White Rabbit: Aquamarine Edition

Another month down. Eeesh, how did it get to be March already?

I completed my read through of the Cat novel! It is now fully marked upon and awaiting my tender care in shoving those changes down its digital throat. I gave myself a couple of days to get my courage in hand before that plunge, especially since the last few days of read through were a twee neurotic. But editing has begun. Updates on how far I get next month.

I have also returned to the submission to agent bandwagon and have been tossing Trask’s novel at people. Fingers crossed.

And for new words on the page…
February Total Word Count: 27543
So, only 500 words short of a thousand word per day average. Not bad, considering the last few days of the month became focused on getting through the last chunk of the novel and not putting new words down. As for what I wrote, I was actually doing pretty good at slapping new words down on Phoenix and Wolf during the month, that’s moved forward quite a bit. And… then I got distracted by a completely new idea in a totally new world with fantasy vampires that was supposed to be a quick bit of personal entertainment and took me a week of buildup before I chickened out on the sexy bits. Yup. Aaaand this week, I took off on ANOTHER brand new idea, I need to stop doing this, this has been a TERRIBLE year for new ideas springing forth instead of working on all of the older stuff I have laying around. Nyargh. BUT, at least I’m producing…? Y-yay?

And now, a short evaluation, lifted from Chuck Wendig’s blog:

a) What’s your greatest strength / skill in terms of writing/storytelling?
Dialogue is one of my strengths. I’ve always loved writing dialogue and I think I’ve got a good ear for realistic dialogue. I also can write humor pretty well.

b) What’s your greatest weakness in writing/storytelling? What gives you the most trouble?
Finishing things. Not just the act of getting all of the story down on the page, but writing endings. They’re so damn important and so damn hard to write. Another weakness is knowing the scope of a project, where ‘done’ is and how many words I’ll need to get there. I have a bad tendency to use more words than I need to get there too, at least these days. Also, action.

c) How many books or other projects have you actually finished? What did you do with them?
Works I consider complete: 7
3 Novels
2 Short Stories
1 Novella
1 Novelette

Of those:
1 novel is in its 3rd draft and I am seeking an agent for it
1 novel is in edits now
1 novel was lifted to a 2nd draft stage but is now a dead project
2 short stories have been examined for a 2nd draft, but second drafts have not been completed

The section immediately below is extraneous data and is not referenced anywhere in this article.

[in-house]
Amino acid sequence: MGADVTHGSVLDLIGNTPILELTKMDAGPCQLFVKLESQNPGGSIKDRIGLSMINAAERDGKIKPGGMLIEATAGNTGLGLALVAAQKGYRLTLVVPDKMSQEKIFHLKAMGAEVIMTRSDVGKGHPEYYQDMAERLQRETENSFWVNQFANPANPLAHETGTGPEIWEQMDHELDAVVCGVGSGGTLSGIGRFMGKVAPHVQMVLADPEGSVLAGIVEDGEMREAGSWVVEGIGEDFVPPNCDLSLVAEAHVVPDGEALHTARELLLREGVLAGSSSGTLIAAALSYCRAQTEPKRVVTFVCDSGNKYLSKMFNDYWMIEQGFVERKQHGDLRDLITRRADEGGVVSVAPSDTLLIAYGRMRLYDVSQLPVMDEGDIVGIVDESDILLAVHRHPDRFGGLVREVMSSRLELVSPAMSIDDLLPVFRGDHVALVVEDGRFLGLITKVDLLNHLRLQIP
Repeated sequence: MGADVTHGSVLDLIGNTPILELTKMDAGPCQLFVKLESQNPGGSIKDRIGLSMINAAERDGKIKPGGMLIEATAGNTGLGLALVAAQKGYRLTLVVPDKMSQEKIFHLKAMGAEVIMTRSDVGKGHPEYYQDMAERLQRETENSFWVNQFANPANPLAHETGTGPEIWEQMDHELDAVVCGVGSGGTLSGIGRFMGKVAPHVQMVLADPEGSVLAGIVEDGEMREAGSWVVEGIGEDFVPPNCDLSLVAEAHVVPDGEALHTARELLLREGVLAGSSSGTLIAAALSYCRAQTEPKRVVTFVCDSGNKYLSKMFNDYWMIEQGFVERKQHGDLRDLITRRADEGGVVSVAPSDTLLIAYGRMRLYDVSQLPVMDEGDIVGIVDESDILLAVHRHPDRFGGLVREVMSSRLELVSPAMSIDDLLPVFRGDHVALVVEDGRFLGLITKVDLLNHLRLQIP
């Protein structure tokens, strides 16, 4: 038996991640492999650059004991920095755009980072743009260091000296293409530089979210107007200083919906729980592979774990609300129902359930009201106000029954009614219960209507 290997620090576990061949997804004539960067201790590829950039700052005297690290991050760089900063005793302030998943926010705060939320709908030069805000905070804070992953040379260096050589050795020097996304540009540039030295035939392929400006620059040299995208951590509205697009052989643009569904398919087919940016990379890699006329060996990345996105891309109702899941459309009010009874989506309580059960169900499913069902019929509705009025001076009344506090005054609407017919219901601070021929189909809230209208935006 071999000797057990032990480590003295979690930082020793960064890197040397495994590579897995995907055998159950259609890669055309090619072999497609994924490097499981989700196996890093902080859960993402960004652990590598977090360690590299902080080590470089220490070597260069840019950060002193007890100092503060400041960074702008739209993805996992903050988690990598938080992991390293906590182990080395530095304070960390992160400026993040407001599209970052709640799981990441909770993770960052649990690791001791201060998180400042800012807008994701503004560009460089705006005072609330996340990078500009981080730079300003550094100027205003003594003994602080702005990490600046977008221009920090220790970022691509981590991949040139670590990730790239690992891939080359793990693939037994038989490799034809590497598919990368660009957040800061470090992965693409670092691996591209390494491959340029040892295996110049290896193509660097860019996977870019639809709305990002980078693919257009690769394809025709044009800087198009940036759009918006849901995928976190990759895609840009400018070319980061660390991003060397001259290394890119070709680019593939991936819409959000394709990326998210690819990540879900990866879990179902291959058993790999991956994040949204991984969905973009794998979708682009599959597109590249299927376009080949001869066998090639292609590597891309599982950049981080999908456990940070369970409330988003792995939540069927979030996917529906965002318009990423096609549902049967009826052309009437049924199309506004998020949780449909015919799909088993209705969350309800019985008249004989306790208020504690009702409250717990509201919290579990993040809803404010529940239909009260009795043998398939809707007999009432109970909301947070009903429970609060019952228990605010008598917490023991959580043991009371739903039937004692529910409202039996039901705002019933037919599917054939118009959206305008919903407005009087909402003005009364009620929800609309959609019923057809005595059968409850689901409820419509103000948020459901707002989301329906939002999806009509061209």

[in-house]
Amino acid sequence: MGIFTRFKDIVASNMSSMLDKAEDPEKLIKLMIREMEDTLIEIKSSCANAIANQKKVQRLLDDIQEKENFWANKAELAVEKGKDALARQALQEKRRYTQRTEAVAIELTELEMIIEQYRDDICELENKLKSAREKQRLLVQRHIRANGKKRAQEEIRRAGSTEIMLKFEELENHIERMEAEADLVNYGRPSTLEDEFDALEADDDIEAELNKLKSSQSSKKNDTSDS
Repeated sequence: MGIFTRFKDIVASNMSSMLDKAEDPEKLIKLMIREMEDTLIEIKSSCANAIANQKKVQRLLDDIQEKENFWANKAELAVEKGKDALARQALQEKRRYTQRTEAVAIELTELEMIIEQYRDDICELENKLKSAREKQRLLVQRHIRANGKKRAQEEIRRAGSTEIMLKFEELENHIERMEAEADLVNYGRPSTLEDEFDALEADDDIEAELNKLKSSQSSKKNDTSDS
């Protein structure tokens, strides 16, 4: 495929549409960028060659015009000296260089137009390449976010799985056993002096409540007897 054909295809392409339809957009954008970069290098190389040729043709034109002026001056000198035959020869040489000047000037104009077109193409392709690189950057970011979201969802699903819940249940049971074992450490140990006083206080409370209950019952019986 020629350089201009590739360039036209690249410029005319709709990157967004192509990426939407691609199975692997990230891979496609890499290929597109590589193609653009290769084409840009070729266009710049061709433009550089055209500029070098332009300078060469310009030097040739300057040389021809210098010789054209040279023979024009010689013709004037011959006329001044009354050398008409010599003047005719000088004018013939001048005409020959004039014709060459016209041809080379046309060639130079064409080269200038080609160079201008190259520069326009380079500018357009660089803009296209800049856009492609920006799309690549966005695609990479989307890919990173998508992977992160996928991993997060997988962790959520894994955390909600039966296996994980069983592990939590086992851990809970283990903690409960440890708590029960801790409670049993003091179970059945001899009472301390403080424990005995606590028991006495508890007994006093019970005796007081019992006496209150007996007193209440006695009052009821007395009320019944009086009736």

And the novella and novelette have not been touched at all since I wrote them.

We will not get into how many ‘in progress’ things I have right now.

d) Best writing advice you’ve ever been given? (i.e. really helped you)
“Never stop writing.”
Been told this a few times, by a few different teachers/adults/mentors. And it’s made all the difference in the world to a paranoid introvert kid who wanted to write but had a shaky confidence in herself. It’s not that this is really good ‘advice’ to guide a writer’s craft or ability. But it kept me tacking words on things and pondering stories and scenes through high school and college when there were a number of other distractions to take up my time. Those three words are words that I live by.

e) Worst writing advice you’ve ever been given? (i.e. didn’t help at all, may have hurt)
“To cope with Blank Page Syndrome, when you stop writing for the night, stop in the middle of a sentence, even the middle of the word. That way, you have an automatic place to pick up when you start the next day.”
This is actually good advice for some people, it really helps them. But it absolutely KILLS scenes for me. If I leave off in the middle of a sentence, I inevitably cannot remember how I was going to end the sentence the night before and anything I put down will feel lame compared to what I thought I was going to put down. Whenever I’ve tried this method, I usually end up deleting the entire half finished sentence and starting clean at the last period. And the whole process adds a good ten to fifteen minutes just to get me writing. Just not good advice for me.

f) One piece of advice you’d give other writers?
The writing advice that you need varies, not just from person to person, but from point to point in a single writer’s career. What’s helpful to a raw beginner may be annoying or even damaging to a writer who is working on polishing the finer points of craft. That doesn’t make the advice useless over all, it just means that it’s not the advice needed RIGHT NOW.

So, grab what’s helping you now and run with it. When you reach a new phase in writing, re-evaluate the old advice and dump it if it has stopped being useful. There’s always more writing wisdom in the pond.